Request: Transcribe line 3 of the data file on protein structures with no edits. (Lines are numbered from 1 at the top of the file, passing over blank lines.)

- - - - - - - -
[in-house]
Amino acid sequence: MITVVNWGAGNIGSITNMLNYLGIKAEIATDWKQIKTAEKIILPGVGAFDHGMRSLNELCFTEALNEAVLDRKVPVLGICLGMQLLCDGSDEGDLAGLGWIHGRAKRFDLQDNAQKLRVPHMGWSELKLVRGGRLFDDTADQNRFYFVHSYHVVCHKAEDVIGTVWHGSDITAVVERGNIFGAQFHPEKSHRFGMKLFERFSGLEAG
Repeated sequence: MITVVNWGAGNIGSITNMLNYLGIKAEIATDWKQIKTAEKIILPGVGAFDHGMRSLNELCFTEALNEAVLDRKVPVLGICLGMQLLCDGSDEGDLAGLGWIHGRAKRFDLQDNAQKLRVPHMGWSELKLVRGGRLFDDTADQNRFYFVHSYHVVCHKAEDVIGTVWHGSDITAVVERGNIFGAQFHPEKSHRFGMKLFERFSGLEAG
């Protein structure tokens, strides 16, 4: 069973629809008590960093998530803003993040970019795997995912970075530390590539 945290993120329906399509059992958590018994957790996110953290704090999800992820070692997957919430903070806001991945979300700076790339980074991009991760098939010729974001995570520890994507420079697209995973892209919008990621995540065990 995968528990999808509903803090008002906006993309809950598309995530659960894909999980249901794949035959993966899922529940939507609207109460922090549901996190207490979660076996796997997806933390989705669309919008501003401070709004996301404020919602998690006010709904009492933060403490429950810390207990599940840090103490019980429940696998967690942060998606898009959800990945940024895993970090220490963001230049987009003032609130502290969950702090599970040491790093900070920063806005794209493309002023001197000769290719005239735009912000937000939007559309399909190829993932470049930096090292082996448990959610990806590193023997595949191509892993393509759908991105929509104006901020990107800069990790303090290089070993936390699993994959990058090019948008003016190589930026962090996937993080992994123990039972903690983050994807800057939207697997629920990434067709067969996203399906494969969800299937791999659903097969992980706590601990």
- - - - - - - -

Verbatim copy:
Repeated sequence: MITVVNWGAGNIGSITNMLNYLGIKAEIATDWKQIKTAEKIILPGVGAFDHGMRSLNELCFTEALNEAVLDRKVPVLGICLGMQLLCDGSDEGDLAGLGWIHGRAKRFDLQDNAQKLRVPHMGWSELKLVRGGRLFDDTADQNRFYFVHSYHVVCHKAEDVIGTVWHGSDITAVVERGNIFGAQFHPEKSHRFGMKLFERFSGLEAG